Evening, May 27, edited from Spurgeon’s Morning and Evening
“What is your servant, that you should regard a dead dog like me?” — 2 Samuel 9:8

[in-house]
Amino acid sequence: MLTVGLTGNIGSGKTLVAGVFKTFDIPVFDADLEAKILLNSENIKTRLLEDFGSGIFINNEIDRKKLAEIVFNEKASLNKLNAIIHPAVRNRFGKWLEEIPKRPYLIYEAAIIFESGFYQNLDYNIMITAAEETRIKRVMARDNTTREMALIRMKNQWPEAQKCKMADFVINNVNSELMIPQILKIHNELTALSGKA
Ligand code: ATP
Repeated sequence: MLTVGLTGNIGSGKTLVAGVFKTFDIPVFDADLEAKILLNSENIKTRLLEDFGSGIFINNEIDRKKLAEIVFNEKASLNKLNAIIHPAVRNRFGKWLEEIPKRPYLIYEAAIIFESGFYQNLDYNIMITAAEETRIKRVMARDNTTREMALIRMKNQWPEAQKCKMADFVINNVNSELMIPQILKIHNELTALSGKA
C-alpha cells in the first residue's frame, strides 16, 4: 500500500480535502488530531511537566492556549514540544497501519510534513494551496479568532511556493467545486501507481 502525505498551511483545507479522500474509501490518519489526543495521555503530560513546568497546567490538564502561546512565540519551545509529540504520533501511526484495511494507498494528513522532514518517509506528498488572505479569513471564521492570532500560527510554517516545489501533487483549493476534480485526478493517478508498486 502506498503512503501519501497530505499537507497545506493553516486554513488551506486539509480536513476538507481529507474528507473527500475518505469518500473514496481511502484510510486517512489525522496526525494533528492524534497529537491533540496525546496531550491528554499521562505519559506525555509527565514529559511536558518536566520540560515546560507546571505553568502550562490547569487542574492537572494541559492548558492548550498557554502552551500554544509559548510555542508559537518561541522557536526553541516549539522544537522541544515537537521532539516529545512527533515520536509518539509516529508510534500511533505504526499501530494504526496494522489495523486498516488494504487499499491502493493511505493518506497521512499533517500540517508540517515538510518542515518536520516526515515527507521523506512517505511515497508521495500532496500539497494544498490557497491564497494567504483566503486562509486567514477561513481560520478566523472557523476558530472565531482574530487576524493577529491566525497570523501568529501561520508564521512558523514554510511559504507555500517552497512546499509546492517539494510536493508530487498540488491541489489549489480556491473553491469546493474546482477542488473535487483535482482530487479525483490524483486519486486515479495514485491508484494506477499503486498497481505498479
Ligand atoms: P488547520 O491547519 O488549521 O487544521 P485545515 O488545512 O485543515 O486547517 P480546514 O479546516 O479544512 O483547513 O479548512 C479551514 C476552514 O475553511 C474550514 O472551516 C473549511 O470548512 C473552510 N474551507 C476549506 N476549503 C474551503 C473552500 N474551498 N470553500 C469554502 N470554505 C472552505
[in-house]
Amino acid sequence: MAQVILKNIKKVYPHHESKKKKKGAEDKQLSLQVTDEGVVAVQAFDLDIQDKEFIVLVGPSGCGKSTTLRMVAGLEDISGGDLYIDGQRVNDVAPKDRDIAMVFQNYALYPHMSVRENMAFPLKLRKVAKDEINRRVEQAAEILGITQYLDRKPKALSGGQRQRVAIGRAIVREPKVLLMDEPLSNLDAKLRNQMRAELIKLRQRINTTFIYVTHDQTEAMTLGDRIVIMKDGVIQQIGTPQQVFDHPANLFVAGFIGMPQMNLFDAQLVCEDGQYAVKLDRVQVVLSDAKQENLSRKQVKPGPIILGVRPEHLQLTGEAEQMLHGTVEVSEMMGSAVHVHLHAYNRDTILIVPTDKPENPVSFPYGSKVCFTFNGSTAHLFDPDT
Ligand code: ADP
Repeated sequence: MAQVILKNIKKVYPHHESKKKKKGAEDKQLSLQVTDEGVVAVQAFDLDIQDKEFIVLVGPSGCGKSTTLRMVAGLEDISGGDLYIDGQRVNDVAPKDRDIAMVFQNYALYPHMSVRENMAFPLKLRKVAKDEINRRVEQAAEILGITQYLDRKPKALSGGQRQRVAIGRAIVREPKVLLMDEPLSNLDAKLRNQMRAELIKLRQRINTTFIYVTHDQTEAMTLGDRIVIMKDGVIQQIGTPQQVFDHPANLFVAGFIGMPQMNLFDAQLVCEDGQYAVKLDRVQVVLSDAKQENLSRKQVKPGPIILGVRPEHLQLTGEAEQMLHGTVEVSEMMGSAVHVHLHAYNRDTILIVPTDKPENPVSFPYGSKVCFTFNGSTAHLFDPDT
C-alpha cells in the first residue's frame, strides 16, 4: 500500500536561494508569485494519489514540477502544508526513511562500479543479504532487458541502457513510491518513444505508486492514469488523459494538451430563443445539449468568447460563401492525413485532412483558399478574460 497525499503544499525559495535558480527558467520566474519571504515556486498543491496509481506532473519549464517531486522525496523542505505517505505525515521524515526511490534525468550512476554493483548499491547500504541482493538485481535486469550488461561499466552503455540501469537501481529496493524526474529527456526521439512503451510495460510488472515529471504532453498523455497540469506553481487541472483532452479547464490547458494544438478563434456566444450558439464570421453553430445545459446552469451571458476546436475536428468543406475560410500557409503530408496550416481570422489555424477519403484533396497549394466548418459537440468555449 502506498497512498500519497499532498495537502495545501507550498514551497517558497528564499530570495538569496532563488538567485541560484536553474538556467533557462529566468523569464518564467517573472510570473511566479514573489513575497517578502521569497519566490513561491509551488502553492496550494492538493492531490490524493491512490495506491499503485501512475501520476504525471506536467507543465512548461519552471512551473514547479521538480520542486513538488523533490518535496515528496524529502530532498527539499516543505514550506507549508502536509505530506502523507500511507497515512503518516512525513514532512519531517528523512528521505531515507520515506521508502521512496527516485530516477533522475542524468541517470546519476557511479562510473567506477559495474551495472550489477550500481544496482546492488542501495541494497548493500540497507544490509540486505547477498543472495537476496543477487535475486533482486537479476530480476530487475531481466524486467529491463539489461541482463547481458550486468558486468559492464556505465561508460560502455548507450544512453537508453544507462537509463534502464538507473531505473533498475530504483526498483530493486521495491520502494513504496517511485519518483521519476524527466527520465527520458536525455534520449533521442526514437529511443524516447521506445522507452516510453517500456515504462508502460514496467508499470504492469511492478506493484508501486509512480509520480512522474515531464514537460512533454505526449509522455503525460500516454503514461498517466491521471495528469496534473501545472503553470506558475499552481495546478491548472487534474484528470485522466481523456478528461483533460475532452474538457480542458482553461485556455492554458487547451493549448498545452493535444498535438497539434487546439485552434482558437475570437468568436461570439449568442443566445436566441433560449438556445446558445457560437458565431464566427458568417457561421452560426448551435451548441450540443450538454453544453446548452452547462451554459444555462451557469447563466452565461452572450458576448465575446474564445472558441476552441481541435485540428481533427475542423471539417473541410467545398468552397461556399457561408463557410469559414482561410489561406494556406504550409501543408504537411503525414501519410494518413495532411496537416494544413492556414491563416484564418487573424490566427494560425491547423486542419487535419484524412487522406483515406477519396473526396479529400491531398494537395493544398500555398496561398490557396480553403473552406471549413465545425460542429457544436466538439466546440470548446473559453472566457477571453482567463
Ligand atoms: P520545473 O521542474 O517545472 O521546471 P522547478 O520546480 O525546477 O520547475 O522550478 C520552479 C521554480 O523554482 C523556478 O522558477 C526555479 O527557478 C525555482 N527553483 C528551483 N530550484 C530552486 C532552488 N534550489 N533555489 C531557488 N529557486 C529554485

If Mephibosheth was so humbled by David’s kindness, what shall we be in the presence of our gracious Lord? The more grace we have, the less we shall think of ourselves, for grace, like light, reveals our impurity. Eminent saints have scarcely known to what to compare themselves, their sense of unworthiness has been so clear and keen. “I am,” says Samuel Rutherford, “a dry and withered branch, a piece of dead carcass, dry bones, and not able to step over a straw.” In another place he writes, that except for a few occasions, he lacked no sin that Judas and Cain had. The lowest objects in nature appear to the humbled mind to have a preference above itself, because they have never contracted sin: a dog may be greedy, fierce, or filthy, but it has no conscience to violate, no Holy Spirit to resist. A dog may be a worthless animal, and yet by a little kindness it is soon moved to love its master, and is faithful to death; but we forget the goodness of the Lord, and do not follow his call at all. The term “dead dog” is the most expressive of all terms of contempt, but it is none too strong to express the self-abhorrence of illuminated believers. They do not pretend mock modesty, they mean what they say, they have weighed themselves in the balances of the sanctuary, and found out the vanity of their nature. At best, we are but clay, animated dust, mere walking mounds; but viewed as sinners, we are monsters indeed. Let it be published in heaven as a wonder, that the Lord Jesus should set his heart’s love upon such as we are. Dust and ashes though we may be, we must and will “magnify the exceeding greatness of his grace.” Could not his heart find rest in heaven? Did he need to come to these tents of Kedar for a spouse, and choose a bride upon whom the sun had looked? O heavens and earth, break forth into a song, and give all glory to our precious Lord Jesus.